• Thank you, Anu. Glad you enjoyed the review(s). And, I am certain that if I’d watched these films in my teens, I’d not have sympathised at all with Amitabha’s character in Kapurush. I have grown up now, a bit, and can discern shades of grey where earlier I saw only black and white. :-)

      Mahapurush does come as a bit of a surprise to anybody who associates Ray only with the image of the serious auteur (that quote by Nargis, even if somewhat unkind, does fit). I do think, however, that he was far more versatile than he’s given credit for – look at films like Chiriakhana, or Goopy Gyne Baagha Byne – so very different from Charulata or Kapurush or Jalsaghar

  4. Where Ray is concerned I cannot honestly say that I am a diehard fan though I have really loved some of his films. When he adapts the stories of others, it is there that my feelings are what shall I say – a bit iffy- if I were to describe it that way. However as I haven’t seen Kapurush -O-Mahapurush, I will take your word for it that he has done a good job of adapting the original stories for the film.
    My experience has been totally different, I have already talked about my disappointment with Shatranj Ke Khiladhi. There are two other films, Aranyer Din Ratri and Jana Aranya that were adapted from very popular Bengali novels. My mum was completely horrified and disappointed when she saw Jana Aranya. The essence of the story was completely ruined by the changes made by Ray. As for Aranyer Din Ratri, the story writer had himself in an interview expressed his disappointment at the changes made by Ray. He observed that Ray obviously had no knowledge of the kind of life that he (the writer) was trying to depict in the story and therefore could not empathize with what he had written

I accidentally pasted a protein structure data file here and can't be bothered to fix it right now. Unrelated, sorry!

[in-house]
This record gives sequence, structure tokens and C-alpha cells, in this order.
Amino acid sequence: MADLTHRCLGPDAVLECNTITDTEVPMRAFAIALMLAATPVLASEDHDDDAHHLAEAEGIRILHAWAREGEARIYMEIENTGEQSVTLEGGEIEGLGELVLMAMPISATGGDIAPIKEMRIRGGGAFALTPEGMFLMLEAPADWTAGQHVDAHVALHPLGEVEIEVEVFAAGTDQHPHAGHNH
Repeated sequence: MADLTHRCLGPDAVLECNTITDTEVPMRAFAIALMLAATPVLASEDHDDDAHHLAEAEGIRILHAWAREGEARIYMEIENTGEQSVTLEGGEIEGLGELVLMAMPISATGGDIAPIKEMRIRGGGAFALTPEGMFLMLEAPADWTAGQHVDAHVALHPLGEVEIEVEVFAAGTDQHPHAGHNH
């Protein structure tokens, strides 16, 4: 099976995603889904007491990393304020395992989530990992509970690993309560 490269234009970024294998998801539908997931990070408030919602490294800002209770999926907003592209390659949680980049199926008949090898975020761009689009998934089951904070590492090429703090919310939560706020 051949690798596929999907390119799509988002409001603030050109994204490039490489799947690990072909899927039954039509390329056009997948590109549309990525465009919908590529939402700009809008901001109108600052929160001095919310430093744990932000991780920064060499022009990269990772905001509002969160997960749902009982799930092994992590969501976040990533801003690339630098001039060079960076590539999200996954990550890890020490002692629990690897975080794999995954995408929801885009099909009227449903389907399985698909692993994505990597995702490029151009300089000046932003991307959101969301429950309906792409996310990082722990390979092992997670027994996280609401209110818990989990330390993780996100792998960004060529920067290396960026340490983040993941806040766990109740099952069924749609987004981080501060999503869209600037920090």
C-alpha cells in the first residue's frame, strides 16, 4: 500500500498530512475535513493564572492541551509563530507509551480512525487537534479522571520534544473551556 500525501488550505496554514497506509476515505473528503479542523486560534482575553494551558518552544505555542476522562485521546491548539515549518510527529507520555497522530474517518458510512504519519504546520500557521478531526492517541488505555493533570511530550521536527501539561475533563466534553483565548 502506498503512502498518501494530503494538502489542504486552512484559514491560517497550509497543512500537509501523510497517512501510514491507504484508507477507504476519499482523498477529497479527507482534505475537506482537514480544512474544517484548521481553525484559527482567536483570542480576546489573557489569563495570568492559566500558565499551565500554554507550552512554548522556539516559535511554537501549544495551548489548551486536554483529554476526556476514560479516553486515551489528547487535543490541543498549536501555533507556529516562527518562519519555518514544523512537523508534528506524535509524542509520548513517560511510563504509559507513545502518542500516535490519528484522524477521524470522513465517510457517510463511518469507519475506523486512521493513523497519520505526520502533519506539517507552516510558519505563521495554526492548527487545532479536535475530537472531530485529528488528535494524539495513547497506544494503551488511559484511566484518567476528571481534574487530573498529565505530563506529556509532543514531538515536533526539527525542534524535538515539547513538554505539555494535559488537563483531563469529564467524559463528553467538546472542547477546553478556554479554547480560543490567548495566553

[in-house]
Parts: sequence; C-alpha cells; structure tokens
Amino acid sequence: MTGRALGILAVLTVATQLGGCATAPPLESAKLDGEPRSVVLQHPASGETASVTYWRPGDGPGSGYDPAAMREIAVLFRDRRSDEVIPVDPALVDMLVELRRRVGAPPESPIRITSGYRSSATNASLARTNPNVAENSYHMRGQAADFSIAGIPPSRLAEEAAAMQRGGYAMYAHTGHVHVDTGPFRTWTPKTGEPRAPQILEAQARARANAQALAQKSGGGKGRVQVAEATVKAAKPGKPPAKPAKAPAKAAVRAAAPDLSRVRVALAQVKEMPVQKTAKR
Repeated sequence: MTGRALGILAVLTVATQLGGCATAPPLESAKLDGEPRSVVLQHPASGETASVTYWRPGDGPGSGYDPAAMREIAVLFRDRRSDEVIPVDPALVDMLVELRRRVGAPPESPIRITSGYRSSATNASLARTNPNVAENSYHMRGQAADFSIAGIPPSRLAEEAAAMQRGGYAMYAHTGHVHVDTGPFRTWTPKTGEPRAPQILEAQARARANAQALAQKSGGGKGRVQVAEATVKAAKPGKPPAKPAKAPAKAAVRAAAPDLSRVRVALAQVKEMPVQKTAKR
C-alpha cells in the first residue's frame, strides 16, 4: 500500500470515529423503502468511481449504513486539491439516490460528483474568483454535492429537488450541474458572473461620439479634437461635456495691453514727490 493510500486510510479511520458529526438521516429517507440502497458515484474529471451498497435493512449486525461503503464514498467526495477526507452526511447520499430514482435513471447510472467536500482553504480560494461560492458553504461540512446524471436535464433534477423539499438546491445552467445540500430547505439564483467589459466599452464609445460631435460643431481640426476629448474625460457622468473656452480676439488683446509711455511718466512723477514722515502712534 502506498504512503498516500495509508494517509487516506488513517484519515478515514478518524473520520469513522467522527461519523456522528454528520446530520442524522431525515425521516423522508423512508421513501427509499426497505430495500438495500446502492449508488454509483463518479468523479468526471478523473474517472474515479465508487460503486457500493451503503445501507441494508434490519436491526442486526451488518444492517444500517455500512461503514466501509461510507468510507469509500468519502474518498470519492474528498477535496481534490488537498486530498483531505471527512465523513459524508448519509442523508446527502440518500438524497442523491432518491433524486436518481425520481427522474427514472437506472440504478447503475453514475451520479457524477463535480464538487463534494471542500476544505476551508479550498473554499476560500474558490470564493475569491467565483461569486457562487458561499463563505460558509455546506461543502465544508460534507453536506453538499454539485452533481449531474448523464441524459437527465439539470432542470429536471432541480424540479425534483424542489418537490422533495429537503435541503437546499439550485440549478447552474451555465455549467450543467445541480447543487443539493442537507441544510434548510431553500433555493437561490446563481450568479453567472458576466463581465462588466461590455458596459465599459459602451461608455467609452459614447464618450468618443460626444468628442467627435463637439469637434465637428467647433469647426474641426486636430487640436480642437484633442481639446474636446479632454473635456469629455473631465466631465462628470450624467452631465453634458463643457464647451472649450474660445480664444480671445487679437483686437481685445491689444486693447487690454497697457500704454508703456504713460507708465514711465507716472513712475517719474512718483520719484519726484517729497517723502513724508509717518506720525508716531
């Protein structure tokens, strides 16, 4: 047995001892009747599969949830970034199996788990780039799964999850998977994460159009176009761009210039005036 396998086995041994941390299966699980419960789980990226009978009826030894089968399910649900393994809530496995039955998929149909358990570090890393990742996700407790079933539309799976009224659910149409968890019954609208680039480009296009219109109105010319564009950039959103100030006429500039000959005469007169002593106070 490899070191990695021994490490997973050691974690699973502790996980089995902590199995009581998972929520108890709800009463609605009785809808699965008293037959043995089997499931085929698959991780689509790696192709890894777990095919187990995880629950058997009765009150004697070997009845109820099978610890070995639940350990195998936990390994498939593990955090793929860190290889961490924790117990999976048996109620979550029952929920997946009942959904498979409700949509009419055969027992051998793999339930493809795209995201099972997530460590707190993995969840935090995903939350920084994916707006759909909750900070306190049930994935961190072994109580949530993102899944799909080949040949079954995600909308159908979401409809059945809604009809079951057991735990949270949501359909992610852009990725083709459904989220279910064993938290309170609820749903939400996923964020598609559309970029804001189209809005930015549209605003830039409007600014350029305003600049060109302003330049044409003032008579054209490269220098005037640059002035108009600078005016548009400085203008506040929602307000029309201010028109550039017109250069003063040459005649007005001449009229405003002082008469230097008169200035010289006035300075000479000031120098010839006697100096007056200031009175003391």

Maybe I should take some time out to see this film.

    • Yes, I remember you telling me about your feelings regarding Shatranj ke Khiladi. So Jana Aranya and Aranyer Din Ratri were also badly adapted? I haven’t seen either of them (or read the originals), so can’t comment. But I’ll try to get hold of the novels. When I read, earlier this year, 14 Stories That Inspired Satyajit Ray, I found that most of the stories which I had also seen the cinematic adaptations of, were well done. Kapurush, in particular, is one I really liked. Ray’s version is more nuanced, less melodramatic than the story. Or so I thought.

      But I know what you mean about iffy adaptations. I didn’t care for Chiriakhana; it had some very needless digressions and changes which made no sense at all.

  5. Madhu,
    I have not seen this film(s), but your lovely review has encouraged me to look for it. Do you see elements of Charulata in Kapurush? Bored, lonely wife in an aristocratic setting; the husband has not only money, but also class; a young man enters, causing some silent stirring. Of course, Charulata is lyrical, which Kapurush may not be. But, it might make an interesting comparison, how Ray addresses a woman’s relation with marriage, and romantic love.
    AK